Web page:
After Nikon and Canon, Sony has planted itself firmly in third place in the DSLR market outselling established brands such as Pentax, Olympus and Fujifilm. Sony has a well-structured range of good quality cameras at relatively affordable prices, ranging from the entry-level 10.2MP up to the 24.6MP full-frame A900, currently selling at just under £1,800 on Amazon without a lense package.
Sony’s new generation of DLSR cameras includes the A330. The new Sony models all share very similar all-new body designs, the A330 shares the same body and features as the more powerful A380, including a 2.7-inch fold-out monitor screen with live view. The new body has sharper edges and broader curves, than previous iterations. The build quality is about standard for an entry-level DSLR. The body shell is plastic and does feel a bit thin in places, although it’s well finished and the controls are solidly and sensibly placed.
The external hardware is also a bit on the average side. The 2.7” monitor has a 400 dpi resolution and a viewing angle of about 160 degrees. The viewfinder is adequate but not up to the quality of Nikon and Canon models in the same price range. It is distinctly tunnel-like, with a very small viewing area.
The A330 has dual card slots for both Sony’s proprietary Memory Stick Duo cards and the more popular SD cards. The controls bear more resemblance to those of a high-end compact than a traditional DSLR, which is a nice feature particularly for those wishing to make the move from a standard compact to a DSLR. The on-screen data panel also offers tips for DSLR novices, as well as a useful chart showing the relationship between aperture, shutter speed and depth of field.
The main shooting mode dial has the usual Auto and P/A/S/M manual modes, but also includes six scene programs. The Function button on the back brings up a brief menu with some creative options. AF mode and area, metering mode, D-Range Optimiser setting and White Balance can be adjusted on screen, and there is some tonal control, with a range of presets that can be customised for contrast, saturation and sharpness. Adobe RGB and sRGB colour spaces are available, and the camera can shoot in Raw and Raw + JPEG modes, as well as Fine or Standard JPEG.
The Alpha A330 does lack a few features. For instance the A330 lacks a 2-second self-timer. It also has no socket for the cheap cable remote that could be used with most of the previous models, although there is an optional £40 wireless remote control. It also lacks a video mode, which is fast becoming the must-have feature for DSLRs this year. The pop-up flash is also underpowered and doesn’t fill the corners of the frame in a normal size living room.
One feature it does have though is Sony’s excellent live view mode. Offering as it does full nine-point phase detection autofocus. It does this by using a second image sensor in the viewfinder/AF light-path to power the live view mode, rather than using the main imaging sensor. The live view mode works really well, providing fast, accurate autofocus and a faster shooting speed.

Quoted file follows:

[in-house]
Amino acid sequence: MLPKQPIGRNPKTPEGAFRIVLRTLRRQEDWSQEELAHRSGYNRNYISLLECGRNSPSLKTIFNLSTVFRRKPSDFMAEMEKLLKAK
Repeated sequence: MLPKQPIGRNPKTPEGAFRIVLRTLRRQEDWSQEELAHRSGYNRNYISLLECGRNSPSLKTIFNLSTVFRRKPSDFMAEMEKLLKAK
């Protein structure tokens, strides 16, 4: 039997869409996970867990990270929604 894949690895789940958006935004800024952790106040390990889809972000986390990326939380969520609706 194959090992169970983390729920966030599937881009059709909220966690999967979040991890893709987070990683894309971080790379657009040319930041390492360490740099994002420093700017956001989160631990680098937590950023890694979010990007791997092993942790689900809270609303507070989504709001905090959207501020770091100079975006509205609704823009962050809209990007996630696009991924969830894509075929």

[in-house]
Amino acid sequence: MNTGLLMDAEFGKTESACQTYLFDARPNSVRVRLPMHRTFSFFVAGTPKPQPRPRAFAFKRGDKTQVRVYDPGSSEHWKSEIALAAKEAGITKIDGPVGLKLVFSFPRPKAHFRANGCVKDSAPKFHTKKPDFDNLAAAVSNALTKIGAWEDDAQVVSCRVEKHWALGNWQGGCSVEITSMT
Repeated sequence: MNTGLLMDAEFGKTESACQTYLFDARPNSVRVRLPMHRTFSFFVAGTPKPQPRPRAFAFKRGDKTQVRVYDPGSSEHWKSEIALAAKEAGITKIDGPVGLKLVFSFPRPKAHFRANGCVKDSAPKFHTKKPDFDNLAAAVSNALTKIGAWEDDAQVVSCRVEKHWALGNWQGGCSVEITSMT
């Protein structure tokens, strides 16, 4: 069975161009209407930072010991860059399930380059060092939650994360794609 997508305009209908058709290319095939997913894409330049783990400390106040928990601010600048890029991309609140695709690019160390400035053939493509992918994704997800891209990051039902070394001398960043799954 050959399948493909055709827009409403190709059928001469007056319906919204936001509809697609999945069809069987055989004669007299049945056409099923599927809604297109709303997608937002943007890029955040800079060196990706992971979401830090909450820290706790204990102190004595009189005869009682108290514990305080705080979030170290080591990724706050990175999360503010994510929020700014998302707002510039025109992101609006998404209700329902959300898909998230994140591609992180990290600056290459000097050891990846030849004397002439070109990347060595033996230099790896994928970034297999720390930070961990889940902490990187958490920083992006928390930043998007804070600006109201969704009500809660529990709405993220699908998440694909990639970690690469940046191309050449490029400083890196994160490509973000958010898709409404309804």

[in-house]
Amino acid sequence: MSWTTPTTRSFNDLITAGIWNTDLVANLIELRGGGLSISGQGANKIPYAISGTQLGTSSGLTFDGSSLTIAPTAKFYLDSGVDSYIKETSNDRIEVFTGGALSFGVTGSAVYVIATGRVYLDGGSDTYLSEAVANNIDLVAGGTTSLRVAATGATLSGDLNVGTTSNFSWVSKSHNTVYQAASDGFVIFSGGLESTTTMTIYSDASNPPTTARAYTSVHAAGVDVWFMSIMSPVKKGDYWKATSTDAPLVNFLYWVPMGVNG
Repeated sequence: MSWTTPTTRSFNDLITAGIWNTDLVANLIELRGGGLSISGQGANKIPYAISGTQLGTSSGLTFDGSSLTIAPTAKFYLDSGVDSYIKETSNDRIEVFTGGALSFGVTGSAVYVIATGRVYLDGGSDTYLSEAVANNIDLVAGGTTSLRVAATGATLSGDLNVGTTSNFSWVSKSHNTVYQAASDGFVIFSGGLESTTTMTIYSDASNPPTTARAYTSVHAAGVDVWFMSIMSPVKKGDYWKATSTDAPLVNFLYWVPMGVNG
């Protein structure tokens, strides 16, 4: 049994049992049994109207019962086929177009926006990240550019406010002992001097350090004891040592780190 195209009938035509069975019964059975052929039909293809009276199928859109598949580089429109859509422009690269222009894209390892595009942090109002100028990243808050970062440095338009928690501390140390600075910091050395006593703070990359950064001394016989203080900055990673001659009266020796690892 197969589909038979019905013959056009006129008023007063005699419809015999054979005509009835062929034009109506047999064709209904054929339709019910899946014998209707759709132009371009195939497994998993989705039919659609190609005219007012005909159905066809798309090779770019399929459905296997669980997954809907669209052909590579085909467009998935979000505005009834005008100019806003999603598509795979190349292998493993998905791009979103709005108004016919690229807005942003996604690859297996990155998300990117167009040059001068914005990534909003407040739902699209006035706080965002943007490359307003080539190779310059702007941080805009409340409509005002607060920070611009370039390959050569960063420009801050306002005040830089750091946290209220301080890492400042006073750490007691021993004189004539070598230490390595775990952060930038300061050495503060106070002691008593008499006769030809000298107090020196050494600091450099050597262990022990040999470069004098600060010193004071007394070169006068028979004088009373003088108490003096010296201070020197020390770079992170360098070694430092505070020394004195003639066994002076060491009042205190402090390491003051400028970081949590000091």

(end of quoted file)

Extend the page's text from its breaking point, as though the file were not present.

The lens kit supplied with the A330 is Sony’s new 18-55mm f/3.5-5.6 standard zoom, which is a significant improvement on Sony’s previous lens, comparable to the 16-80mm Carl Zeiss T* f/3.5-4.5 lens.
Like most DSLRs it starts up extremely quickly in about a quarter of a second, and shuts down again just as fast, although it does briefly run the sensor cleaning system on power-off. The nine-point AF system is nice and fast, and with the focus points well spread over the frame it copes well with off-centre subjects. It focuses well in low light, using a pulsed flash as an AF assist lamp. In continuous shooting mode the A330 maintains 1.25fps, which is pretty slow by comparison to most of its rivals, but it can maintain the same speed in Raw + JPEG mode and also in live view mode.
Picture quality is very good under most circumstances. The built-in sensor-shift image stabilisation system provides a reliable two to three stops of extra hand-held stability, which means sharp hand-held pictures even at around 1/20th of a second. Exposure metering is generally accurate and copes well with backlighting, and the D-Range Optimiser helps with very high contrast situations. Colour rendition is also excellent, but there is visible noise and loss of detail in the darker areas and on areas of gradient tone.
The excellent live view and relatively inexpensive price point means Sony’s A330 is an excellent choice for those upgrading from a compact camera. Experienced photographers with experience of other DSLRs will find the A330’s limitations a little annoying. Even so the A330 makes an excellent choice as a first DSLR or a backup alternative camera for those situations where you don’t want to take your expensive DSLR.